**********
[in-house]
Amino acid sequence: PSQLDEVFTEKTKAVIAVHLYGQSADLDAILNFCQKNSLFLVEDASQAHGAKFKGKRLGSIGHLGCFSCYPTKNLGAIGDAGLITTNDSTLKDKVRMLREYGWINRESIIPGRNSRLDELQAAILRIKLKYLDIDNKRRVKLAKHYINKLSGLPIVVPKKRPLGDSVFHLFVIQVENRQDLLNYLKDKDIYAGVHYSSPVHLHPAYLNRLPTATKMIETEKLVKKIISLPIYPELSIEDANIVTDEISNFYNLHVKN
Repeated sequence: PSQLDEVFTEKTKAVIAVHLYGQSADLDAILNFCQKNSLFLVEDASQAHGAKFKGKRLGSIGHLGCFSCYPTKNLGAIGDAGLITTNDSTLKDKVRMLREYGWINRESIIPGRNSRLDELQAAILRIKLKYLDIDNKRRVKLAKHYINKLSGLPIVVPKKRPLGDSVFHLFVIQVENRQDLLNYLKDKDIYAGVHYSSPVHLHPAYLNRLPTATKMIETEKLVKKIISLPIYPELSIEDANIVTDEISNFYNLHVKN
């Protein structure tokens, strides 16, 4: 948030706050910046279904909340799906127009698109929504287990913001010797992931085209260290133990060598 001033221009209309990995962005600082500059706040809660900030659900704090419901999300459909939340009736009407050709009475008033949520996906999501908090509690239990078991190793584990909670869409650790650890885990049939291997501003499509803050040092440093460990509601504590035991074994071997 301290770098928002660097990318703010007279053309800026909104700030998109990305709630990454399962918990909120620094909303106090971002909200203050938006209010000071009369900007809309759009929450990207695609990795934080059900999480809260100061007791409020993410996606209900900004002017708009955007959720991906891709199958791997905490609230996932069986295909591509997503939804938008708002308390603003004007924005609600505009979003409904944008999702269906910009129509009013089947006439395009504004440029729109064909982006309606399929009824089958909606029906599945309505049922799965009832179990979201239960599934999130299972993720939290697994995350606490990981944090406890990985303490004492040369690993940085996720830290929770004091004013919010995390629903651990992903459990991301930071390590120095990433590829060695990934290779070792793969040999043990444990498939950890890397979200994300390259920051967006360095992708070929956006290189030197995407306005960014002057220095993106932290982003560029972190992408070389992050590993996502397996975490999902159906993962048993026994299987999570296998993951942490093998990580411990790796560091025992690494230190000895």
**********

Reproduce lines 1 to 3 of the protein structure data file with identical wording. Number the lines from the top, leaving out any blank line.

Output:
[in-house]
Amino acid sequence: PSQLDEVFTEKTKAVIAVHLYGQSADLDAILNFCQKNSLFLVEDASQAHGAKFKGKRLGSIGHLGCFSCYPTKNLGAIGDAGLITTNDSTLKDKVRMLREYGWINRESIIPGRNSRLDELQAAILRIKLKYLDIDNKRRVKLAKHYINKLSGLPIVVPKKRPLGDSVFHLFVIQVENRQDLLNYLKDKDIYAGVHYSSPVHLHPAYLNRLPTATKMIETEKLVKKIISLPIYPELSIEDANIVTDEISNFYNLHVKN
Repeated sequence: PSQLDEVFTEKTKAVIAVHLYGQSADLDAILNFCQKNSLFLVEDASQAHGAKFKGKRLGSIGHLGCFSCYPTKNLGAIGDAGLITTNDSTLKDKVRMLREYGWINRESIIPGRNSRLDELQAAILRIKLKYLDIDNKRRVKLAKHYINKLSGLPIVVPKKRPLGDSVFHLFVIQVENRQDLLNYLKDKDIYAGVHYSSPVHLHPAYLNRLPTATKMIETEKLVKKIISLPIYPELSIEDANIVTDEISNFYNLHVKN